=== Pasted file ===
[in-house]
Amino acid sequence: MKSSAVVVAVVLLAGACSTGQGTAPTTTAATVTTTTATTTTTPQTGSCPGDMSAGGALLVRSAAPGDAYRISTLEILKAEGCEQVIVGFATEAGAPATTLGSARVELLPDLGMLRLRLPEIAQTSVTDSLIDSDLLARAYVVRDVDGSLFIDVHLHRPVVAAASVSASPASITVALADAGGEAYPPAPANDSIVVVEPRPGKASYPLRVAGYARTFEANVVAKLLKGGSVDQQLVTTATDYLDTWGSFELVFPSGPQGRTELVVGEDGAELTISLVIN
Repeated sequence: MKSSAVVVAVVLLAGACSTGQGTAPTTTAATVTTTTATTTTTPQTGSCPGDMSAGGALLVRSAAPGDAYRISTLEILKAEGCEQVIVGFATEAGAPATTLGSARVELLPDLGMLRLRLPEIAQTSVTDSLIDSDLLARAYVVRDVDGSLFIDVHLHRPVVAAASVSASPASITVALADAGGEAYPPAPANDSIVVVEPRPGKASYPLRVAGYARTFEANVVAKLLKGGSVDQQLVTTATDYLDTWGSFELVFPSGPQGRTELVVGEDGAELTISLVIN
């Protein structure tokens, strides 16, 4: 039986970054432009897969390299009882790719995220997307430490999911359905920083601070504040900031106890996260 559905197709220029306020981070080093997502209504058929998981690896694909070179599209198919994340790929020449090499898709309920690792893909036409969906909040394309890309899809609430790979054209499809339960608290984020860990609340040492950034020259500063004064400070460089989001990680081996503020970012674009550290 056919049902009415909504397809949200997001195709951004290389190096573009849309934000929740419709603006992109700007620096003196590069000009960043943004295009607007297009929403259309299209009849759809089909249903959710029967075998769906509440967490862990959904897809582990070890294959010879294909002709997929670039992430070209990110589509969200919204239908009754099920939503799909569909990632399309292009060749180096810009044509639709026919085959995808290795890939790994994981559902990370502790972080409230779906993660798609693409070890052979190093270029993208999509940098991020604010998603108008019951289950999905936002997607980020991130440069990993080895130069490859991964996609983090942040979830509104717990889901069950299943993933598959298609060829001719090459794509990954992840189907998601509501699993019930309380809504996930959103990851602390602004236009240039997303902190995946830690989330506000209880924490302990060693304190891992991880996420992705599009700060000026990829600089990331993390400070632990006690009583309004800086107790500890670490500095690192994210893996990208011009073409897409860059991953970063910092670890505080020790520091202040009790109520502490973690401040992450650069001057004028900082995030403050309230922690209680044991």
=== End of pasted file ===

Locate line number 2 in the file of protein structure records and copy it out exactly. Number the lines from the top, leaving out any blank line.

Amino acid sequence: MKSSAVVVAVVLLAGACSTGQGTAPTTTAATVTTTTATTTTTPQTGSCPGDMSAGGALLVRSAAPGDAYRISTLEILKAEGCEQVIVGFATEAGAPATTLGSARVELLPDLGMLRLRLPEIAQTSVTDSLIDSDLLARAYVVRDVDGSLFIDVHLHRPVVAAASVSASPASITVALADAGGEAYPPAPANDSIVVVEPRPGKASYPLRVAGYARTFEANVVAKLLKGGSVDQQLVTTATDYLDTWGSFELVFPSGPQGRTELVVGEDGAELTISLVIN